Those bushes were pawpaw bushes, named after the papaya that they resembled. Similarity to pleasant tropical fruit stopped there. Pawpaw reeks like rotting meat in order to attract pollinating insects.

In this case, the corpse stink attracted three bullet-riddled teens and ignited the worst of this notorious feud.

8. Mostly Kids Got Killed

You know how they got Ole Ran’l McCoy? They didn’t. And you know what brought down ornery Devil Anse Hatfield? Frigging pneumonia. At the age of 81.

No, the casualties of the conflict weren’t the patriarchs who stoked it. It was the kids who were fiery with it. The usual pattern was that Devil Anse would do something savage, the McCoy boys would fly off half-cocked, and the young would pay in blood.

They couldn’t even nail old Randolph six years after they shot his sons tied to the stinky trees. Devil Anse and two fistfuls of kin surrounded Randolph’s house on New Year’s, lit it on fire and laid into everyone who came out. They beat his wife near to death and killed two of his kids, but Randolph had already snuck off, free and clear.

9.  The McCoys Lost

It’s hard to score a blood feud like a hockey game, but the numbers just don’t lie in this case – the McCoys got beat in this one. Chalk it up to them being more law abiding, or less tactical, or just plain unlucky enough to fight West Virginians, but the McCoys suffered far more casualties than the Hatfields.

All in all, 7 McCoys perished in the feud. Only 1 Hatfield died. The McCoys got their licks in, but it was usually against families related to the Hatfields, not the fire-headed Hatfields themselves.

Even the last three losses on the Hatfield side were taken out by the State of Kentucky or by Frank Phillips, a local roughneck and posse leader.

10. The Hatfields Kept Winning Into the 20th Century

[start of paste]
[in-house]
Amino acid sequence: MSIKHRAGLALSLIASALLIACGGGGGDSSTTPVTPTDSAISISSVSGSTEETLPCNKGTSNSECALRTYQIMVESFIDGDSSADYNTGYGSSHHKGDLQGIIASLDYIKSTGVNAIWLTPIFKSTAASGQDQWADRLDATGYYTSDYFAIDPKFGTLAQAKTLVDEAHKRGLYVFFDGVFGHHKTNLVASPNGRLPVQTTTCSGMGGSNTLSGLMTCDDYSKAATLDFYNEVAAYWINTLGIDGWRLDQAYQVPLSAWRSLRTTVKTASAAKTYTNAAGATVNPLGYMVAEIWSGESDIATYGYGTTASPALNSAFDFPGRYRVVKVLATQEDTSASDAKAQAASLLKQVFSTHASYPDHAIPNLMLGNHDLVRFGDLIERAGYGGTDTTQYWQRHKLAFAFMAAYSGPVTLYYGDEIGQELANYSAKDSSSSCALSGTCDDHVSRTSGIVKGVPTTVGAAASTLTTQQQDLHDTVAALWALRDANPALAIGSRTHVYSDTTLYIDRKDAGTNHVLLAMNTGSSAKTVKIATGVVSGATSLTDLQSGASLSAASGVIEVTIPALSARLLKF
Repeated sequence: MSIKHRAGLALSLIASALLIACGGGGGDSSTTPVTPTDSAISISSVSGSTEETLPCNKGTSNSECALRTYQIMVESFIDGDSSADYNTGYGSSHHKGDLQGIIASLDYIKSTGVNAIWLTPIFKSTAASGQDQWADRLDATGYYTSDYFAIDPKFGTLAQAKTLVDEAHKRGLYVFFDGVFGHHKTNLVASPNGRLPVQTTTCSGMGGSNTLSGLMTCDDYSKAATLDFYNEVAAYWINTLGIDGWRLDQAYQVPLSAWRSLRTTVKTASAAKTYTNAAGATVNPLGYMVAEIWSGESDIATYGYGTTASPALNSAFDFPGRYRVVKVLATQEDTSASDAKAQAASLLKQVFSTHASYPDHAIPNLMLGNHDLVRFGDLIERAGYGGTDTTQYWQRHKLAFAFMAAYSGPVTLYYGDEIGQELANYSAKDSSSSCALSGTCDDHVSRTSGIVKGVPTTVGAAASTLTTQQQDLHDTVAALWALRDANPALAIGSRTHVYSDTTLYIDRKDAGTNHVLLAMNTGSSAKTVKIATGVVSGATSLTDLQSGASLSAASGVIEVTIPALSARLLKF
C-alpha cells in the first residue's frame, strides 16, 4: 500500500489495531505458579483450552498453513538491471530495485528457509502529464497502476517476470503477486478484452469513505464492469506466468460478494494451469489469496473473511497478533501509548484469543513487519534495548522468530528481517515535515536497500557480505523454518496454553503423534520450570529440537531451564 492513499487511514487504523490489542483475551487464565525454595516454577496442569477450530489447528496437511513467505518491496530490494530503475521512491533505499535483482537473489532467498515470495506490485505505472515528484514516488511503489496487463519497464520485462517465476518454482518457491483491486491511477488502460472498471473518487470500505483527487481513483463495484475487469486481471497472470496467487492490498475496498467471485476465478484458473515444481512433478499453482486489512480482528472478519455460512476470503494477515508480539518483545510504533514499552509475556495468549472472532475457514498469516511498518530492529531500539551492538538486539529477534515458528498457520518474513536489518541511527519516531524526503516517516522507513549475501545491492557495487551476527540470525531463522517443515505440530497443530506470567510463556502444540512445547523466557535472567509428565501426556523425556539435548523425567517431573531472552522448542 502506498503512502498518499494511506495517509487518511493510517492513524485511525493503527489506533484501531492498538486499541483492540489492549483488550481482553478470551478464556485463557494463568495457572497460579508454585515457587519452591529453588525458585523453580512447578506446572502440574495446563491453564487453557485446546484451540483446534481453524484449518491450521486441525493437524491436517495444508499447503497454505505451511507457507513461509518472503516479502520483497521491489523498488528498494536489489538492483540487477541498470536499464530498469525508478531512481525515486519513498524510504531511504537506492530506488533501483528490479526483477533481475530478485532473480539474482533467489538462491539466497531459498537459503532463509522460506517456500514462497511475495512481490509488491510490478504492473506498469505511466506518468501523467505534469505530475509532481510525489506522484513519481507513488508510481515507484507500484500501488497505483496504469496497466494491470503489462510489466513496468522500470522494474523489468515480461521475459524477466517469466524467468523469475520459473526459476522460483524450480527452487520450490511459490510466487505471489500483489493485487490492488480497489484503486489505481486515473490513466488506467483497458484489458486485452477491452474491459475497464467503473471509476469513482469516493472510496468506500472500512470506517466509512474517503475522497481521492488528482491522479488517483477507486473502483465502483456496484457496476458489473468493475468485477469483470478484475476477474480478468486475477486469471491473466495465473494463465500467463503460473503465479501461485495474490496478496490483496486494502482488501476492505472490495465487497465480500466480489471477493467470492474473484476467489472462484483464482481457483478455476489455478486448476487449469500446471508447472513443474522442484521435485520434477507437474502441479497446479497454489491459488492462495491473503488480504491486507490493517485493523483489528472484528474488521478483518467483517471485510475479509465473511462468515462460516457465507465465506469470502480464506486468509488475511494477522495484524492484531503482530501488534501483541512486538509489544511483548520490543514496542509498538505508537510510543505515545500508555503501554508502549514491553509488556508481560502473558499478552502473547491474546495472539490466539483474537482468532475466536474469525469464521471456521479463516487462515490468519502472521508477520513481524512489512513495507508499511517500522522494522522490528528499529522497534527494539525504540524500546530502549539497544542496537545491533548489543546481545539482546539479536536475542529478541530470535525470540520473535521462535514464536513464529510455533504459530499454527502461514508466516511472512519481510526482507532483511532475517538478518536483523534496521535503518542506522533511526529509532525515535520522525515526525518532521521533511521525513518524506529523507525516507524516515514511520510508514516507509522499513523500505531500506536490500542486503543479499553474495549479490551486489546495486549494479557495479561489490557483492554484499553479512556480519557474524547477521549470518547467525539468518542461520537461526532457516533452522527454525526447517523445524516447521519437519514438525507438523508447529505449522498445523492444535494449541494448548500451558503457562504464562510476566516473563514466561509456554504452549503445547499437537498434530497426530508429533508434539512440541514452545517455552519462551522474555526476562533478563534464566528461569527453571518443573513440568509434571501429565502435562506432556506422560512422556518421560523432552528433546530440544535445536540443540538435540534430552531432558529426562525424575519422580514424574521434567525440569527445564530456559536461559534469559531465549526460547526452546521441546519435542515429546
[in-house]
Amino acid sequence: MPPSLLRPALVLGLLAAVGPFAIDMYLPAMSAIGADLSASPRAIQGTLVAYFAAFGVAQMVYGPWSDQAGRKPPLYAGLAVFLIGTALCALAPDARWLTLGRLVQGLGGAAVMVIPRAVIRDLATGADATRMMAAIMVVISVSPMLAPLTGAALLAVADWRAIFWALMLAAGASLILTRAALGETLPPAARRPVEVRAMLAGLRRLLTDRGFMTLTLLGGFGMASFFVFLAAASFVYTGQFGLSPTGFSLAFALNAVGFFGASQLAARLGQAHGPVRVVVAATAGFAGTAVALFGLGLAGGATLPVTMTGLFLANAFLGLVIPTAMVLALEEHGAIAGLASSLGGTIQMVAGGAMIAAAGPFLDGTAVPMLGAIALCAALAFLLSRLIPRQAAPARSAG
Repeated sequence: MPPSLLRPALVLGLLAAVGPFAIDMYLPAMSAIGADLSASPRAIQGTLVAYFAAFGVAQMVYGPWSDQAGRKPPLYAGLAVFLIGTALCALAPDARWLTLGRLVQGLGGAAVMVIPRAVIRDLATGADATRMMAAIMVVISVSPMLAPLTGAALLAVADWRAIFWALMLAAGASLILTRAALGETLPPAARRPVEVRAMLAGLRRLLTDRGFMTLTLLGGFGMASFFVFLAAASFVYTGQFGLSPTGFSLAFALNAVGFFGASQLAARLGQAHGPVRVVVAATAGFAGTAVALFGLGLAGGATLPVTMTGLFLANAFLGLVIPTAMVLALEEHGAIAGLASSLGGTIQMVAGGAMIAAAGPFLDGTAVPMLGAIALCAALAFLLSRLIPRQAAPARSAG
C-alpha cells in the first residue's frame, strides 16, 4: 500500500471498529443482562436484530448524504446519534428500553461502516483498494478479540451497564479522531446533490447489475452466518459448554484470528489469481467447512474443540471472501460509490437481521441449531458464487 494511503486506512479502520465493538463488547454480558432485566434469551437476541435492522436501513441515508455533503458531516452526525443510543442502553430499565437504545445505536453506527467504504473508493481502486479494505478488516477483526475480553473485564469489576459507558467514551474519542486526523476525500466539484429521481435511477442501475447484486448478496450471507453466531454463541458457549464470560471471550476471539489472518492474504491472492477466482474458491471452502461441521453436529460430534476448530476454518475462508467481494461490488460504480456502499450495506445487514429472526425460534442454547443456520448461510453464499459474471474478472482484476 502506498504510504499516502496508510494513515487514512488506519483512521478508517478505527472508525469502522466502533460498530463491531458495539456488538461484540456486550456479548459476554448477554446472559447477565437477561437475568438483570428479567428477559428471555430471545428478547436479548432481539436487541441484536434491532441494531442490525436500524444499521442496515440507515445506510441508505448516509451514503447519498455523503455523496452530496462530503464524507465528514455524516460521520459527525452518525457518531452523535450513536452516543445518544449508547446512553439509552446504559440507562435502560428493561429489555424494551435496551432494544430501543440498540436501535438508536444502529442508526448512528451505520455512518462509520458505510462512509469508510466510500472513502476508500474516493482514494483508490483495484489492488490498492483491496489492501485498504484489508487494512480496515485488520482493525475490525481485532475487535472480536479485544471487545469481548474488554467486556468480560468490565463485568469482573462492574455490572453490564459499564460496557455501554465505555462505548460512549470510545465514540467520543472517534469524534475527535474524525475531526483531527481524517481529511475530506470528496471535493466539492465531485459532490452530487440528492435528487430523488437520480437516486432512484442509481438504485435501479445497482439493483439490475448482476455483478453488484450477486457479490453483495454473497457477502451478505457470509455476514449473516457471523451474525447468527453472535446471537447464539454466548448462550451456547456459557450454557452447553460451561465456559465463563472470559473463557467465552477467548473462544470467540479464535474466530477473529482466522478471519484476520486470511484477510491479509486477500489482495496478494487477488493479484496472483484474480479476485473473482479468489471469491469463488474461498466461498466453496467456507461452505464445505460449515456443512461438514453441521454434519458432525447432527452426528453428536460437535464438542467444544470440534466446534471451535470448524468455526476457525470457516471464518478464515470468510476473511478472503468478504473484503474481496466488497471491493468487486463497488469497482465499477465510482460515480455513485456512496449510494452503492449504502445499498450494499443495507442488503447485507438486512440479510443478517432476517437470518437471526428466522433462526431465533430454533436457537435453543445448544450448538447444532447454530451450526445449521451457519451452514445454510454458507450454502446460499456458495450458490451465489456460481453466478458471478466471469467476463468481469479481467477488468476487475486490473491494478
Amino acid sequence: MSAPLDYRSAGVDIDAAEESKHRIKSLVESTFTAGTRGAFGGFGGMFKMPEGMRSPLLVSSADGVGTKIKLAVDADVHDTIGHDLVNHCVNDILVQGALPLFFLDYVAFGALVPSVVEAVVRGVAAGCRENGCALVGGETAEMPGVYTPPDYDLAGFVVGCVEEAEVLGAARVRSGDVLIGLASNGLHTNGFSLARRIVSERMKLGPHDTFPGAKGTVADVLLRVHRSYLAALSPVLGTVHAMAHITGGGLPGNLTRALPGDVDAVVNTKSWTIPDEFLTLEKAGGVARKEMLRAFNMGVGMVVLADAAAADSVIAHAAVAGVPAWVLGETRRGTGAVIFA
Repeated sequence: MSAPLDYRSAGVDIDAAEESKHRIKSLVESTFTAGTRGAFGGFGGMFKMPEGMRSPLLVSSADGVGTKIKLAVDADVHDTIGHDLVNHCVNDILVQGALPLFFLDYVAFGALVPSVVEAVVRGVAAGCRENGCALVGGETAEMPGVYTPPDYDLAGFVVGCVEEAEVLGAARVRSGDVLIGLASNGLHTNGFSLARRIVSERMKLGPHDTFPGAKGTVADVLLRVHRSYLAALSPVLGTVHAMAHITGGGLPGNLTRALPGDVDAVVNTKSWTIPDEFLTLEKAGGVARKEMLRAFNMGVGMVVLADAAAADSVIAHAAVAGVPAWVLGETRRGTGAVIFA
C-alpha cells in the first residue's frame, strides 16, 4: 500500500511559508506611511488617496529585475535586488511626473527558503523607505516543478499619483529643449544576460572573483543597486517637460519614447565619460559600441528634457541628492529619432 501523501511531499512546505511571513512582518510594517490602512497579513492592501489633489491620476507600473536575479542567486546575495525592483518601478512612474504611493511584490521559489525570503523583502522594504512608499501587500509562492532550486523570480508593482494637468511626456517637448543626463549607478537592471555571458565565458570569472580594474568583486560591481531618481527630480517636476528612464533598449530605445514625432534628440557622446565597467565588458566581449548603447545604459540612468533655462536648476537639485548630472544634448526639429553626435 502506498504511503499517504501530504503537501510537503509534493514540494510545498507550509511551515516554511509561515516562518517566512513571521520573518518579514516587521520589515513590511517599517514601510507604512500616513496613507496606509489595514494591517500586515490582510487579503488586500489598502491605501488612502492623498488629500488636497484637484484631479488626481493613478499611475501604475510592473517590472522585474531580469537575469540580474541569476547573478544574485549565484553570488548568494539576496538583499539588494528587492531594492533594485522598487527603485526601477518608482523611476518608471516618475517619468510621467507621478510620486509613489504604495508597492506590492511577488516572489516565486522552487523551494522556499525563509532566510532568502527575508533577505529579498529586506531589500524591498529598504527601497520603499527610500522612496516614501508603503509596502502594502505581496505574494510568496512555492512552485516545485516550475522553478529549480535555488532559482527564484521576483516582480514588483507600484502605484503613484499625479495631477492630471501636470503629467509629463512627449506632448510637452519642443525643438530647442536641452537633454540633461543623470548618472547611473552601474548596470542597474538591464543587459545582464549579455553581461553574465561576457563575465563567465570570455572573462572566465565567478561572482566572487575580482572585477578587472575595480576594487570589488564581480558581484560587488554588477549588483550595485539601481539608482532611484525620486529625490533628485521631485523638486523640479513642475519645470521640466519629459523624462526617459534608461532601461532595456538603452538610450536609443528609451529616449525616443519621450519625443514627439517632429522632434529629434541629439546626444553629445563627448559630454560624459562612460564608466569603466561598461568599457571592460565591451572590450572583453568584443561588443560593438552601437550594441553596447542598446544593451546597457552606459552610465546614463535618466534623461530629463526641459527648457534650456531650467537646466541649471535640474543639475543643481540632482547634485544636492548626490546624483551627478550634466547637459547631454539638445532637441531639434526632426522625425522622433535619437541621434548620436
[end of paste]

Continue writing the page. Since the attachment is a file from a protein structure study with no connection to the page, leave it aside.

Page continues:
After a handful of Hatfields were sentenced to life imprisonment for the whole “butchering women and children on New Year’s” thing, the conflict simmered down. Anse got back to his logging, Randolph to his grieving, and life moved on. Until, that is, Family Feud.

Yes, that Family Feud – the hit game show of the ’70s. In 1979, a special episode of Family Feud pitted Hatfield descendants against McCoy descendants.

After an early lead, the Hatfields prevailed.

The prize? A pig, of course.

11. The Hatfields Won Until 2002

The McCoys came out ahead in the end. Their scuffle over Hatfield turf culminated in a fight to win their ancestors’ bodies back. Graves of six planted McCoys, five murdered during the feud, were on Hatfield land, owned by John Vance. Out of a sense of tradition, I guess, Vance denied the McCoys the land, their bodies of their kin, and access to the plots.

The court didn’t take a shine to these antics and awarded the McCoys access to the cemetery. Vance still won’t open it to the public, though.

12. 9/11 Changed Everything

In 2003, the Hatfields and McCoys set aside their differences, picked up a pen and signed an “official truce.” It was time to join forces, they said.

The stated cause for this alliance was the September 11 attacks.

Seems they had a bigger blood feud to focus on.

But then, we all know how that one’s turned out. Happy Memorial Day.